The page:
European Junior Championships Preliminary Psych Sheets Released

LEN, the overarching governing body of European swimming, has released the preliminary psych sheets for the European Junior Championships that will take place from July 6th-10th in Belgrade, Serbia. The meet is open to boys aged 17-18 and girls aged 15-16.

For the full psych sheets, click here.

The most exciting name in the race is probably Hungarian Bence Biczo, who recently won the Hungarian National title in the 200 fly and currently sits 2nd in the world in that event. He won’t be challenged in his primary race, but he will have a great battle in the 100 fly with versatile Serbian Velimir Stjepanovic as the top two seeds.

Among the other names to watch on the men’s side is Gregorio Paltrinieri in the men’s 1500. He’s a part of the underrated Italian distance group, and at only 17 has a chance to become one of the few 18 & unders to ever break the 15-minute mark in the 1500 (only one American, Larsen Jensen, has ever done it as a junior, and his wasn’t until he was 18). Paltrinieri has already dropped 31 seconds in the race this year, with a 15:04.90 at the Sette Colli Trophy two weeks ago, so another 4+ drop isn’t out of the realm of possibility. He should get a great push from Turkey’s Ediz Yildirimer, who at 17 is their National Record holder in both the 800 and 1500. He’s seeded well back of Paltrinieri in the 1500 at 15:29.38, but their 800 times are almost equal. If he can go an 8:03.17, there’s a very good chance that he go at least under 15:10 in the 1500.

In fact, the whole meet will be a showcase of the young talent of the Italian men. The group has a good chance at winning as many as 6 or 7 golds in this meet, including great breaststrokers and backstrokers as well. The Italians are a program on the rise, and are definitely a team to watch headed towards the post-2012 quadrennial.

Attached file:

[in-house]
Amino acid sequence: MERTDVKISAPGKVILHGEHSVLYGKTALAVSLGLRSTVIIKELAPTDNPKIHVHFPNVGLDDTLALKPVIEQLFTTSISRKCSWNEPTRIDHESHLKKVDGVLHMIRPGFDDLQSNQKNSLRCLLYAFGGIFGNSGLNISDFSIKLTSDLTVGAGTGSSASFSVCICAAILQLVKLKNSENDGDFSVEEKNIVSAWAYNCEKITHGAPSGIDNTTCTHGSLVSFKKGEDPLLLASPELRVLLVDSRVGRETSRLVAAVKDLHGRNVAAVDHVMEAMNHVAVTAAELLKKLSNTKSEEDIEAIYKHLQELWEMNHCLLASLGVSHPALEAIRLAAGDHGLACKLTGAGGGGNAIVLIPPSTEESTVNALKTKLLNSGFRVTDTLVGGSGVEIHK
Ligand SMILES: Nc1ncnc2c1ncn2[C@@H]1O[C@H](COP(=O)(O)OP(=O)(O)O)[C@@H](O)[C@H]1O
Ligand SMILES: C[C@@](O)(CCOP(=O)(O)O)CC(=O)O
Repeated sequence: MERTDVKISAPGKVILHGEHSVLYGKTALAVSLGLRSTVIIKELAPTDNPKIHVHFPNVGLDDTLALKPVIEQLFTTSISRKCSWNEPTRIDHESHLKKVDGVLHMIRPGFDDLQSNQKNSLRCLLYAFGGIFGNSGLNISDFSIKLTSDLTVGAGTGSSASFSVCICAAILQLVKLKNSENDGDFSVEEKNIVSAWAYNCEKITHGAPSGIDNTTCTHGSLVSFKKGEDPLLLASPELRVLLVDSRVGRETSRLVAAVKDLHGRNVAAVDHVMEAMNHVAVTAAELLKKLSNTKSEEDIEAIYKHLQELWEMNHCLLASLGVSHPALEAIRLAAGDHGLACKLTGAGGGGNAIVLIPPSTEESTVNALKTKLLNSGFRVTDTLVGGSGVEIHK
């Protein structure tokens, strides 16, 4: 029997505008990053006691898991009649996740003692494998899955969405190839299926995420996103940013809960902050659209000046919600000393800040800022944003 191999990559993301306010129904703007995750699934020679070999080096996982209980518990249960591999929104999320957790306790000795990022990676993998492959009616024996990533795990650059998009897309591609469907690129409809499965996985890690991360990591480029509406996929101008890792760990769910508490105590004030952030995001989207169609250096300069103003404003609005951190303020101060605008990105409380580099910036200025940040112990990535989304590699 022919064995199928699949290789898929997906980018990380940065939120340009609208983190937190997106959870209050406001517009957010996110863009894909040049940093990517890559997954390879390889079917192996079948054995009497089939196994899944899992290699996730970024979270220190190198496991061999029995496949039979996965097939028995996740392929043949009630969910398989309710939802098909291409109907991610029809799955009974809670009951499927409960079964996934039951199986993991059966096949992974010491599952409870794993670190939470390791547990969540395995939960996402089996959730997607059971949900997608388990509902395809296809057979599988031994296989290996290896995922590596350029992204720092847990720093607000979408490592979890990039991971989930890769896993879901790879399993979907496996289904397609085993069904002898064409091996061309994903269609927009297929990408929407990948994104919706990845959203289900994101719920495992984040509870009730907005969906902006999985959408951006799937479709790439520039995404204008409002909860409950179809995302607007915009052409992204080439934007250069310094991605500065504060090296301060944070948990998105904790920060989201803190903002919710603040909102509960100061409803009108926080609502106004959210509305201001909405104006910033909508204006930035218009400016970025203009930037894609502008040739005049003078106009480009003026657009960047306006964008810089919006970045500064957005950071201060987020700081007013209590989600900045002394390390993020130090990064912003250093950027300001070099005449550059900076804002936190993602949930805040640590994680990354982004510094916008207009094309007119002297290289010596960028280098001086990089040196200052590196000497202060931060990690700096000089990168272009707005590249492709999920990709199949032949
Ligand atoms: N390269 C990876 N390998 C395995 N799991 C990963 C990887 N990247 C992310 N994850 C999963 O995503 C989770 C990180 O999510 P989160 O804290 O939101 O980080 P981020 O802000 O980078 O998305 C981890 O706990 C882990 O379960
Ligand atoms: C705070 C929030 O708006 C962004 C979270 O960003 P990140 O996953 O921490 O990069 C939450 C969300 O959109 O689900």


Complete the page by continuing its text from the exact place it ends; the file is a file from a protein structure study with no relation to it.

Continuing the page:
On the women’s side, one of the featured stars will be France’s Charlotte Bonnet. She should also be a part of France’s World Championship squad, but at these European Junior Championships she will enter with the top seed in the 100 free with a (55.18).

On these preliminary psych sheets, that is Bonnet’s only entry into the meet, but if she makes a late entry in the 200 free, that would set up an awesome three-way battle between her (1:59.10), Ireland’s Sycerika McMahon (2:00.79), and Great Britain’s Amelia Maughan (2:00.82). All three of those swimmers should be Olympic finalists by 2016.

Mcmahon will also challenge in a tightly-contested 100-breaststroke field that features 7 swimmers at 1:11.00 or better. These meets usually have two or three swimmers who are clearly the class of a race, so to have that tight of a grouping at the top will make for a very competitive final. In the 200 breaststroke, there will be a great battle between Irina Novikova from Russia and Molly Renshaw from the UK.

Another British youngter in the field will be Siobham-Marie O’Conner, who is the favorite to take the 200 IM title. She shocked herself last week in Sheffield when she earned her way onto the British World Championship squad, and had to do a quick about-face to change her focus from Belgrade to Shanghai.

Live Results will be available here.

Live video is reported to be available on the meet’s official website, here.

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Andi

From a British point of view i am very excited by our young female swimmers (Again, leaving the boys trailing), the Likes of Maughan/Lloyd/Renshaw and O’Connor are huge talents but my tip is Rachael Williamson, she is swimming 400-1500m and news from her training is it is going extremely well, her 2011 times already keep her close to the top girls (Not Kilijanska in the 1500) and if the improvement is as expected, watch out.

University of Minnesota fans will be able to follow the progress of Britain’s Felix Samuels who will be joining them this year.

About Braden Keith

Braden Keith

Braden Keith is the Editor-in-Chief and a co-founder of SwimSwam.com. He first got his feet wet by building The Swimmers' Circle beginning in January 2010, and now comes to SwimSwam to use that experience and help build a new leader in the sport of swimming. Aside from his life on the InterWet, …

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